Life Lessons: Queens University President Daniel Lugo
The school's first minority president on how to make the venerable private university 'rise with the city'
AROUND THE FIRST OF JULY, when Daniel Lugo formally took over as Queens University’s 21st president, he met with the 20th, Pamela Davies, who had held the job for 17 years but decided to step down for a year’s sabbatical and a professorship at Queens’ McColl School of Business. There are three types of university presidencies, Davies told him: those that preside over successful institutions with a mandate to stay the course; those that assume command of institutions in trouble and work to get them out of it; and a third type: “Presidencies that are about going from good to great.” Queens, for him, represents the third kind.
Lugo, 50, came to Queens from Colby College in Waterville, Maine, where as vice president for college advancement he formulated and executed a $750 million fundraising campaign—an extraordinary feat for a small, private liberal arts college. Lugo helped run diversity and inclusion programs at Colby and two other private, small-town colleges where he’s worked, including his alma mater, Carleton College in Northfield, Minnesota. His interest in diversity reflects his own life experience as the youngest child of a Polish-Puerto Rican father and Caribbean-American mother, and as the first member of his family to graduate from college. He understands the significance of his status as the first racial minority to serve as president at Queens. But it’s not what drives him. “As much pride as I might take in that,” he says, “on a day-to-day basis, it’s really about doing the work”—which includes the perennial need to raise money.
The new president discussed these and other subjects—including his plans and Queens’ relationship with Charlotte—during a conversation in July at his office. Here he is, in his own words, edited for clarity and space.
I WAS BORN IN ST. CROIX, U.S. Virgin Islands. Diversity isn’t just a thing for me; it’s who I am. It’s how I grew up. Both my parents were born in New York. They’re 88 and 86 now and grew up during the Depression to families that didn’t have significant resources. My mom’s family grew up in St. John, St. Croix, and St. Thomas, and at some point during my parents’ lives, they thought it was a good idea to go back down there and raise some kids. But my actual upbringing—I grew up in New York, on the south shore of Long Island, from second grade to graduating high school. I graduated from Amityville Memorial High School, a public school, and Amityville’s my hometown. Amityville also happened to be a very diverse community. It was, I think, a really exciting window to be a kid there, where the community had successfully integrated at that point, largely between African-American and white students.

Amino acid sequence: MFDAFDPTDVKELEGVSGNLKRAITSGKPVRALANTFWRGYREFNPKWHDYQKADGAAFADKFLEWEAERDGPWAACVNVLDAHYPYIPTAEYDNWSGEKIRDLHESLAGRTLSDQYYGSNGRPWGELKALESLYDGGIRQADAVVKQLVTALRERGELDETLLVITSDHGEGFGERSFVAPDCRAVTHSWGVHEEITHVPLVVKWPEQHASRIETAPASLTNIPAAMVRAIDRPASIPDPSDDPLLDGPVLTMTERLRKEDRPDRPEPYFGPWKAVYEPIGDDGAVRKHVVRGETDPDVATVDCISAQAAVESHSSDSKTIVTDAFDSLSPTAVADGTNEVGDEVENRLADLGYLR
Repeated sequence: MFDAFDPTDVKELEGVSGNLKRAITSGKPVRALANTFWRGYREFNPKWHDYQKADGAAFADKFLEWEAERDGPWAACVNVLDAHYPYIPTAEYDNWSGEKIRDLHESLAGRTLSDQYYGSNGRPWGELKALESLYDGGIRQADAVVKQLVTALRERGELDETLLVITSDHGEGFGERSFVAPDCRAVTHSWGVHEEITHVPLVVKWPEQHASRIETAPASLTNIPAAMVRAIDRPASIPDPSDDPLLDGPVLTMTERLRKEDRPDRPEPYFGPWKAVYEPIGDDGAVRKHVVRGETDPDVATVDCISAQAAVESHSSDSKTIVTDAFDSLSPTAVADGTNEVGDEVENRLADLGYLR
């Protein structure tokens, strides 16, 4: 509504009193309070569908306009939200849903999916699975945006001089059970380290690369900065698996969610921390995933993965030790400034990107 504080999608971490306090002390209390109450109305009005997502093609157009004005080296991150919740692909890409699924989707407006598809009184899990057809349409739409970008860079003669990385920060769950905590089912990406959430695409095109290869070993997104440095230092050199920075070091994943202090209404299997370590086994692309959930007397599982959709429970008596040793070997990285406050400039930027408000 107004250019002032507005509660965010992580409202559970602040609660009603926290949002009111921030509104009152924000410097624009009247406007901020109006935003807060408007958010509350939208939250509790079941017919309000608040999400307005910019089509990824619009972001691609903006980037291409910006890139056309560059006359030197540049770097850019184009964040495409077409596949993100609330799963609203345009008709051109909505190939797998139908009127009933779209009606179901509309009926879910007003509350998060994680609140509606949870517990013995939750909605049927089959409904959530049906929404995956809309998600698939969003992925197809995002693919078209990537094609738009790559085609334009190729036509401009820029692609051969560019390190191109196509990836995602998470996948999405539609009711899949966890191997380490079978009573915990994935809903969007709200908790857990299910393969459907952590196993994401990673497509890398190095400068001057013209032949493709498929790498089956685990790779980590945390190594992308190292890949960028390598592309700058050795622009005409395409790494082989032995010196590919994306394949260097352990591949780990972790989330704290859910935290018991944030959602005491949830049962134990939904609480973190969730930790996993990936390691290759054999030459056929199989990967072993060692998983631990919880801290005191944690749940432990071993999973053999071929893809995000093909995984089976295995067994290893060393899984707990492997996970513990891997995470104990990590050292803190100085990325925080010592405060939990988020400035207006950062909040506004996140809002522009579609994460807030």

AFTER I GRADUATED IN 1987, I got a lot of brochures in the mail, and I had a big Barron’s college book. That was my college search. Lo and behold, the college that first sent me a brochure was Carleton College. People asked me, ‘What did you know about it?’ I didn’t know anything! And I went there—1,200 miles away, far away from family. I’ve always been looking for the next adventure. It is, behind my wife and my kids, the most important thing I ever did in my life, to go to a great college and get a rigorous liberal arts education. But the challenge is that when you’re a first-generation college attender, if you don’t get support around what to do next, you have the same challenge of, ‘Well, what do I do with this?’